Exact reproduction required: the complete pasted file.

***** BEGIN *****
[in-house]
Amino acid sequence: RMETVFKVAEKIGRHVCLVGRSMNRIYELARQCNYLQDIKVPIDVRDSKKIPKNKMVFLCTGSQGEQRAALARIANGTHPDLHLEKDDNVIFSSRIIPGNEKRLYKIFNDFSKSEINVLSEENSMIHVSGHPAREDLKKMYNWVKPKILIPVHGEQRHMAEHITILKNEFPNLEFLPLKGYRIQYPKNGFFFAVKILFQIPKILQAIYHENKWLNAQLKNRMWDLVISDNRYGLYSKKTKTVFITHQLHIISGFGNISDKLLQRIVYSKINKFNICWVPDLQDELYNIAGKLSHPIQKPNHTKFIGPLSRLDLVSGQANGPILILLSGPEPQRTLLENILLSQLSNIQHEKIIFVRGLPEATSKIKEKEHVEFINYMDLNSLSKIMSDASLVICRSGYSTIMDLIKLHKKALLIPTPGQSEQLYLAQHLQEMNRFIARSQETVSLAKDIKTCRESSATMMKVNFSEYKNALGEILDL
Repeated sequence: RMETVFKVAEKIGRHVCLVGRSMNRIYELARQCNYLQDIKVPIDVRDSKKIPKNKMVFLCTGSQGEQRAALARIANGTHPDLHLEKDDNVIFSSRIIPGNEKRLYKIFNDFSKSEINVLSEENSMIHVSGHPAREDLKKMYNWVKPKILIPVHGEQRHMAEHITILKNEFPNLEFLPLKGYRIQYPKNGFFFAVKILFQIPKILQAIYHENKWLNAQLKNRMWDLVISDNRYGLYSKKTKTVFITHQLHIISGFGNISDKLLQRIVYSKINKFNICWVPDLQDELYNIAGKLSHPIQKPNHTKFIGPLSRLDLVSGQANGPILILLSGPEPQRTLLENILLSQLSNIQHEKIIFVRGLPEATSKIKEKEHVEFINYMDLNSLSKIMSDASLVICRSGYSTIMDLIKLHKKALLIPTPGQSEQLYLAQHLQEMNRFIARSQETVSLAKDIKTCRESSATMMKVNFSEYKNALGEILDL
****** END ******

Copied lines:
[in-house]
Amino acid sequence: RMETVFKVAEKIGRHVCLVGRSMNRIYELARQCNYLQDIKVPIDVRDSKKIPKNKMVFLCTGSQGEQRAALARIANGTHPDLHLEKDDNVIFSSRIIPGNEKRLYKIFNDFSKSEINVLSEENSMIHVSGHPAREDLKKMYNWVKPKILIPVHGEQRHMAEHITILKNEFPNLEFLPLKGYRIQYPKNGFFFAVKILFQIPKILQAIYHENKWLNAQLKNRMWDLVISDNRYGLYSKKTKTVFITHQLHIISGFGNISDKLLQRIVYSKINKFNICWVPDLQDELYNIAGKLSHPIQKPNHTKFIGPLSRLDLVSGQANGPILILLSGPEPQRTLLENILLSQLSNIQHEKIIFVRGLPEATSKIKEKEHVEFINYMDLNSLSKIMSDASLVICRSGYSTIMDLIKLHKKALLIPTPGQSEQLYLAQHLQEMNRFIARSQETVSLAKDIKTCRESSATMMKVNFSEYKNALGEILDL
Repeated sequence: RMETVFKVAEKIGRHVCLVGRSMNRIYELARQCNYLQDIKVPIDVRDSKKIPKNKMVFLCTGSQGEQRAALARIANGTHPDLHLEKDDNVIFSSRIIPGNEKRLYKIFNDFSKSEINVLSEENSMIHVSGHPAREDLKKMYNWVKPKILIPVHGEQRHMAEHITILKNEFPNLEFLPLKGYRIQYPKNGFFFAVKILFQIPKILQAIYHENKWLNAQLKNRMWDLVISDNRYGLYSKKTKTVFITHQLHIISGFGNISDKLLQRIVYSKINKFNICWVPDLQDELYNIAGKLSHPIQKPNHTKFIGPLSRLDLVSGQANGPILILLSGPEPQRTLLENILLSQLSNIQHEKIIFVRGLPEATSKIKEKEHVEFINYMDLNSLSKIMSDASLVICRSGYSTIMDLIKLHKKALLIPTPGQSEQLYLAQHLQEMNRFIARSQETVSLAKDIKTCRESSATMMKVNFSEYKNALGEILDL